Atlanta spa shooting victims remembered in vigil denouncing anti-Asian violence
Detroit — Metro Detroit residents, community organizers and local and national officials gathered Wednesday at Hart Plaza to denounce anti-Asian violence and honor the victims of the 2021 Atlanta spa shootings.
Organized by the Michigan chapter of Asian and Pacific Islander American Vote, the vigil was held on the one-year anniversary of the killing of eight people, six of whom were women of Asian descent, in Georgia. Robert Aaron Long, 21 at the time, pleaded guilty to four of the killings in July.
The event also commemorated Vincent Chin, a Chinese-American Oak Park resident who was killed in Highland Park in 1982 by two White auto industry workers who witnesses said hurled anti-Asian slurs at him during an argument before his death. Outrage over Chin's killing and the aftermath sparked a state and national movement for civil rights.
"We gather here today to honor (the victims) and let their families and other survivors know we are still grieving with them," said Rebeka Islam, executive director of APIA Vote in Michigan.
The March 16, 2021 shootings in Atlanta reflected an uptick in violence against Asian Americans recorded since the start of the COVID-19 pandemic, Islam said.
From March 2020 through the end of 2021, Stop AAPI Hate received reports of 10,905 hate incidents against members of the Asian and Pacific Islander communities. About 62% of incidents were reported by women.
"Crimes of hate are not dying down, they’re ramping up," said Islam, before listing four such incidents in New York in recent months, including Michelle Alyssa Go, who was pushed to her death in front of a moving subway train in January.
Telling victims' stories, investing resources to support their families and creating safe spaces for people of color through strict anti-hate legislation are some of the ways Islam said the crimes can be tackled.
Ambassador Katherine Tai, U.S. Trade Representative and the first Asian-American woman to serve in the position, attended the vigil Wednesday during a visit to Detroit to celebrate the 10 year anniversary of the U.S. – Korea Free Trade Agreement.
She said violence and bigotry has had a "constant" presence against Asian Americans throughout the pandemic.
"These acts of violence across multiple generations are a reminder that anti-Asian hate is not new," said Tai. "It is the source of deep anxiety and pain that keeps many of us up at night in fear … for ourselves, our parents, our neighbors, and our loved ones."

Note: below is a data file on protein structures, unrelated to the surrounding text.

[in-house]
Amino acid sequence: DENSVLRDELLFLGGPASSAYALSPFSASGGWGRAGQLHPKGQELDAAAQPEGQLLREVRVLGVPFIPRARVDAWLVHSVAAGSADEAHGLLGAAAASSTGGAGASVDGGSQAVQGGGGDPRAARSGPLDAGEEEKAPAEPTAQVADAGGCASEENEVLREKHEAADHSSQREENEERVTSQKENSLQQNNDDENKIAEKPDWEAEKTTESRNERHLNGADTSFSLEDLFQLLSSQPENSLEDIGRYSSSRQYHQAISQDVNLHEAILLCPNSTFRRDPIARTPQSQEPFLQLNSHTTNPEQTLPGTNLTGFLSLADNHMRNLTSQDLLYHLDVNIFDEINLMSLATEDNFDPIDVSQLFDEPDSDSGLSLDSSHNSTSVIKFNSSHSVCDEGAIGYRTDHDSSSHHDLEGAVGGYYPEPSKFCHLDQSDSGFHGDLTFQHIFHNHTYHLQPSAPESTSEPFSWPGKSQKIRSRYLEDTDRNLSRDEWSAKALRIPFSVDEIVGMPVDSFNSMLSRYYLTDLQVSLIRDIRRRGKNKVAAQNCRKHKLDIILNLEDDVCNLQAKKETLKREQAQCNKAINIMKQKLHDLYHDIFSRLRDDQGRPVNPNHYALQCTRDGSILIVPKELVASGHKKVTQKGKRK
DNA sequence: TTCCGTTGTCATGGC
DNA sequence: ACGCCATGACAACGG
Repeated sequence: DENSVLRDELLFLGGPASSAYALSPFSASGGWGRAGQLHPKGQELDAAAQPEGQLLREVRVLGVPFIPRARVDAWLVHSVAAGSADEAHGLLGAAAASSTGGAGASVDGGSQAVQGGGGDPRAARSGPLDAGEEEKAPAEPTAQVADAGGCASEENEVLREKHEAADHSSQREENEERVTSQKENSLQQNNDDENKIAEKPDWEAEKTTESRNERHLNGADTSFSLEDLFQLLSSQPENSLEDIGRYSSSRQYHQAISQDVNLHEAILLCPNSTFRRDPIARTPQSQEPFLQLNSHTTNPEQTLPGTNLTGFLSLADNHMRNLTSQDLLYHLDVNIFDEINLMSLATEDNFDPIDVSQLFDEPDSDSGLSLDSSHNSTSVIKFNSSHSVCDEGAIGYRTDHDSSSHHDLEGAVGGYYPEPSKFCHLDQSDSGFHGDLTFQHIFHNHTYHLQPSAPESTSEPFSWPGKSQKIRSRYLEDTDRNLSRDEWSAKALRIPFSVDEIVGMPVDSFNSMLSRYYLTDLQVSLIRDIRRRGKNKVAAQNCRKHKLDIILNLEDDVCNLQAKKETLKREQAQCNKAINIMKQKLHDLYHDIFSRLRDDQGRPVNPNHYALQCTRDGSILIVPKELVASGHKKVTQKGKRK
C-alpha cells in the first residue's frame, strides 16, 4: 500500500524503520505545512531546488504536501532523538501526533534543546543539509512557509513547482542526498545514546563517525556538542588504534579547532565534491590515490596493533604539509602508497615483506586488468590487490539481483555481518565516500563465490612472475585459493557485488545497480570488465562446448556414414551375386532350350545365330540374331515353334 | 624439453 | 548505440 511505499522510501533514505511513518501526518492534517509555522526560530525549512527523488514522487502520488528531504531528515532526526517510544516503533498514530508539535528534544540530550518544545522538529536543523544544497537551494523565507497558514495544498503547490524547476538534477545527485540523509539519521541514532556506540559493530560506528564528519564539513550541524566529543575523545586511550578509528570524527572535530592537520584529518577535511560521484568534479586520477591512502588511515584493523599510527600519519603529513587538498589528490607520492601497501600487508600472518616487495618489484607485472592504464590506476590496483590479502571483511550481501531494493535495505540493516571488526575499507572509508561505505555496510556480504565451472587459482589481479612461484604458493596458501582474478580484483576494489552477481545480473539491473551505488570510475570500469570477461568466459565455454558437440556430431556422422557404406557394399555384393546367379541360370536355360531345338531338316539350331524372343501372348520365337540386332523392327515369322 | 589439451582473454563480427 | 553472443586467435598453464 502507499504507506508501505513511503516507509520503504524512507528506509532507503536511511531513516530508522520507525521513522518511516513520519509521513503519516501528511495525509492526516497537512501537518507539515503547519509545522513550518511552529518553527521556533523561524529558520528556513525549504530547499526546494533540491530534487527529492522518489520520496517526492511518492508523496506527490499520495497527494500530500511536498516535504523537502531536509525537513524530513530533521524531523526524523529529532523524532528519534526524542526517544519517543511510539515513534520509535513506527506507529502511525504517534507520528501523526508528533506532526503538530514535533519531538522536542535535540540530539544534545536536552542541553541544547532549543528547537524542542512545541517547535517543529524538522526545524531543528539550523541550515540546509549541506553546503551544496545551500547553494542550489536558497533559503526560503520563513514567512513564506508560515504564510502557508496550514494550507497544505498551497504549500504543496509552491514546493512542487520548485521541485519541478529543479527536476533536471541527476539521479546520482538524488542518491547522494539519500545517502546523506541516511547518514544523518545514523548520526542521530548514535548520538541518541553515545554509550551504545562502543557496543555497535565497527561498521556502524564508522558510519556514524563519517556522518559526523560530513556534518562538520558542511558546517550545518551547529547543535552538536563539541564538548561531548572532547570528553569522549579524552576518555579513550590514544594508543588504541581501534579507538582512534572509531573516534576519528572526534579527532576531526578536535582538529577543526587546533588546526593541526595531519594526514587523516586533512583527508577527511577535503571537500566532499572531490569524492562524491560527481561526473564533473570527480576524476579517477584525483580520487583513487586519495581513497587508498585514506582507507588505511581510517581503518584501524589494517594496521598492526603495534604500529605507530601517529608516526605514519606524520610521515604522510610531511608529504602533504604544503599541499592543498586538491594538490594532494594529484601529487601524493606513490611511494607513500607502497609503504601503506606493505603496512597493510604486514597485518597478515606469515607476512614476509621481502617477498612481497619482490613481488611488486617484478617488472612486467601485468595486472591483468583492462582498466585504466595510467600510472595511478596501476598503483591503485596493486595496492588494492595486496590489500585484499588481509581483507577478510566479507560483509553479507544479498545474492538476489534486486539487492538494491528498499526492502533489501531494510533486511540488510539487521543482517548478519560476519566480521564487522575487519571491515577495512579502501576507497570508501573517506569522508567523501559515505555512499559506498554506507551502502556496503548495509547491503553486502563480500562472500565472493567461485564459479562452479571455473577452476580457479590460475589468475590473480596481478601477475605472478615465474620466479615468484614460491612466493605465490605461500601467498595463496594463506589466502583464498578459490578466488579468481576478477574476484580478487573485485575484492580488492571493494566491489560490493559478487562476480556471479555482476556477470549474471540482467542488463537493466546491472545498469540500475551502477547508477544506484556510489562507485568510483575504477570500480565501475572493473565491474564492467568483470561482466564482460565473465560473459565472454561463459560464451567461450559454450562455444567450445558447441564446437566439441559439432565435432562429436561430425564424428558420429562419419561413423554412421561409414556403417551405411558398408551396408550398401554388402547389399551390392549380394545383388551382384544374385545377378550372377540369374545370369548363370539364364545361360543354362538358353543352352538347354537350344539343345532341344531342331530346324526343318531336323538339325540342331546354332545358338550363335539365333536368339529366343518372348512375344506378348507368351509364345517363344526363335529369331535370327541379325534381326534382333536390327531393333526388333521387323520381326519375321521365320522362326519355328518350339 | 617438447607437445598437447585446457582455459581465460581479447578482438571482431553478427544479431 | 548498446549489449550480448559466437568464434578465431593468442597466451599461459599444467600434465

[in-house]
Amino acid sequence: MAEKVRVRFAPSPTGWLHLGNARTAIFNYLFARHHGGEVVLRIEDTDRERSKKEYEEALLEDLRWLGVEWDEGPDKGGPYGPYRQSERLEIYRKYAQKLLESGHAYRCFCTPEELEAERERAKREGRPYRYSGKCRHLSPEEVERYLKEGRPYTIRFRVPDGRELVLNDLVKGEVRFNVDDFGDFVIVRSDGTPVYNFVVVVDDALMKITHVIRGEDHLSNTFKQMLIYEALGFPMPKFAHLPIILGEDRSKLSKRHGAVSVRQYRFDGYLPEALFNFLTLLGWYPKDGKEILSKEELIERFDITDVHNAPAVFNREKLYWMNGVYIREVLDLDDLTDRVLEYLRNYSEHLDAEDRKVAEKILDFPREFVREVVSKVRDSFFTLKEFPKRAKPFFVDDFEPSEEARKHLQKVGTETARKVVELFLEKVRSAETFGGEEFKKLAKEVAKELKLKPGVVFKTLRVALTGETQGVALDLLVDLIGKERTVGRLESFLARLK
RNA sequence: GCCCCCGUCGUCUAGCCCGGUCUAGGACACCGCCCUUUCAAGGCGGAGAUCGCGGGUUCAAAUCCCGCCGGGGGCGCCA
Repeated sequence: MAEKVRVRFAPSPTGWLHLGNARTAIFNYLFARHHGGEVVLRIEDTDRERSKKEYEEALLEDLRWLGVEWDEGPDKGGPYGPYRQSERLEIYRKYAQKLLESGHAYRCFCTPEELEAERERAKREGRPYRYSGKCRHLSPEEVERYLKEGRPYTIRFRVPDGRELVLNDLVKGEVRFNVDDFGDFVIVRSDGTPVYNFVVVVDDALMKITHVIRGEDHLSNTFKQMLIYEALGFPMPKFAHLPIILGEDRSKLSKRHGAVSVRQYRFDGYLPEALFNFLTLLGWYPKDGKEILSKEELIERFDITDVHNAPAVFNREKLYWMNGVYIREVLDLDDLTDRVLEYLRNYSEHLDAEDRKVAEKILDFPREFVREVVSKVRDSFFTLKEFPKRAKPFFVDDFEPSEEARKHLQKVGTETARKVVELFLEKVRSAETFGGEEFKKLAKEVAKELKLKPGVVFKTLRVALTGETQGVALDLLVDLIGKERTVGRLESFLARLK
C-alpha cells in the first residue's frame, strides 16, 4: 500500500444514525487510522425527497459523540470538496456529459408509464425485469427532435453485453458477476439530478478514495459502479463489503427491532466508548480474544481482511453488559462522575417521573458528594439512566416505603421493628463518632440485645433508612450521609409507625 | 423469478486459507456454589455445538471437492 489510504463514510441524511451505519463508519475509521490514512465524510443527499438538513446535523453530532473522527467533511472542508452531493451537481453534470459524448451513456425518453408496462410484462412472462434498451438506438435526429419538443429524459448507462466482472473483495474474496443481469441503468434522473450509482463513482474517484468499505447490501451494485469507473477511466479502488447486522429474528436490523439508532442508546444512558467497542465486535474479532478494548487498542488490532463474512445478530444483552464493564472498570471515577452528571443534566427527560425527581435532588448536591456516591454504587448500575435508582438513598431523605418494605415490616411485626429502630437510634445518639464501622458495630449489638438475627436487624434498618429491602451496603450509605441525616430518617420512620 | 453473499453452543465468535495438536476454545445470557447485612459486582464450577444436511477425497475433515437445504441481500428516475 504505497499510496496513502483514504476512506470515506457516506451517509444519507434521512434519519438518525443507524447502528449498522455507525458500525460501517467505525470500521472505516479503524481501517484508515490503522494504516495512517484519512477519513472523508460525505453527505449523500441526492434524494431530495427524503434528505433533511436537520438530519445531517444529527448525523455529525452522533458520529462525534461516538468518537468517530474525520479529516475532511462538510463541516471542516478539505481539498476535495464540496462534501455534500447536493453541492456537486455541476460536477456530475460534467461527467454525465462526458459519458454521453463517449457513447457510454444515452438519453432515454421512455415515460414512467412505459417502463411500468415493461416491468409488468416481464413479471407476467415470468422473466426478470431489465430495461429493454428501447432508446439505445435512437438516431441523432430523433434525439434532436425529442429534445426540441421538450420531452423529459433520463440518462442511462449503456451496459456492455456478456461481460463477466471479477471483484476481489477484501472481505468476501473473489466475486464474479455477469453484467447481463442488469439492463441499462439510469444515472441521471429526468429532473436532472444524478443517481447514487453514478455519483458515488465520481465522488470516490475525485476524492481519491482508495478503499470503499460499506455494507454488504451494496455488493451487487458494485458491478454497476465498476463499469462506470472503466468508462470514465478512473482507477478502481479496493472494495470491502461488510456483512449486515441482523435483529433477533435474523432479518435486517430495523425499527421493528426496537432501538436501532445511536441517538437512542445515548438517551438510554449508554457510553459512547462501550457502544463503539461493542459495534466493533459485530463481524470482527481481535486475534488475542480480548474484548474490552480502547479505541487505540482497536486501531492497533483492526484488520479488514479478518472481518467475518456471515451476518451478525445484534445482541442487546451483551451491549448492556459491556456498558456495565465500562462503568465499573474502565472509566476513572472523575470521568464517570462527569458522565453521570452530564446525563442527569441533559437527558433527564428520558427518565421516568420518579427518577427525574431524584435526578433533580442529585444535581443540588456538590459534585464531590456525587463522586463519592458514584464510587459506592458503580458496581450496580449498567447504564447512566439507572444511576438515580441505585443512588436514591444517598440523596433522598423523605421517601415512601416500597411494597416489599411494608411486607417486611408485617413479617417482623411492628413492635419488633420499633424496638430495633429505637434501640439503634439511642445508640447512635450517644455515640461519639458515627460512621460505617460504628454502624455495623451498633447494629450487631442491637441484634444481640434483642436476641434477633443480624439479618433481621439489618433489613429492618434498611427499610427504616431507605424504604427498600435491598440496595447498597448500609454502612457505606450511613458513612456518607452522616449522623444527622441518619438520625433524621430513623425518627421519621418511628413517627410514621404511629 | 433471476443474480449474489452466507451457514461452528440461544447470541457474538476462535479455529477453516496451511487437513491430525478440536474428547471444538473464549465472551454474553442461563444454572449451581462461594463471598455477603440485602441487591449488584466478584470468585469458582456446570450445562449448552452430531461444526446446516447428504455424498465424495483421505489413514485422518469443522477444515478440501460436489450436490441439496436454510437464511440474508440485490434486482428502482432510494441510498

She said the Biden-Harris Administration had placed racial and gender equity at the center of its agenda and pointed to the establishment of the White House Initiative on Asian Americans, Native Hawaiians, and Pacific Islanders, which she co-chairs, as an example of the steps the administration has taken to advance opportunities for these communities.
Tai told The Detroit News it was important to address the link between increased competitive economic tensions between the U.S. and countries in Asia and the uptick in anti-Asian violence in the country, comparing the killing of Chin 40 years ago to the Atlanta shootings in 2021.
Chin's death coincided with the American auto industry dealing with increased competition from Japanese cars and mass layoffs happening across the country, according to NPR. One of the White men accused was a foreman at Chrysler, and his stepson was a recently laid-off auto worker.
In the context of combating hate crimes and protecting the economic interests of Americans, Tai said "It is really, really important for us to take on the serious competitive challenges, and to address them soberly on the basis of facts." She also stressed the need for the country "to invest in ourselves."
The Biden administration released a statement Wednesday commemorating the Atlanta shooting victims, saying the community had "shown extraordinary resilience in the face of tragedy."
“These horrific murders shook communities across America and underscored how far we have to go in this country to fight racism, misogyny, and all forms of hate — and the epidemic of gun violence that enables these extremists,” Biden said in the statement.
Regina Tsang, field director for Rising Voices, an organization that works to develop the leadership of Asian American women in Michigan, said anti-Asian and other racially-motivated hate crimes are symptoms of a broader problem
"We understand the pain, the fear that motivates our communities to call for increased policing," said Tsang. "But more surveillance and more policing is not the answer; multiracial solidarity is.
"The realization that we're all fighting the same system of White supremacy is the answer. Showing up, doing the work, fighting for all marginalized communities is the answer."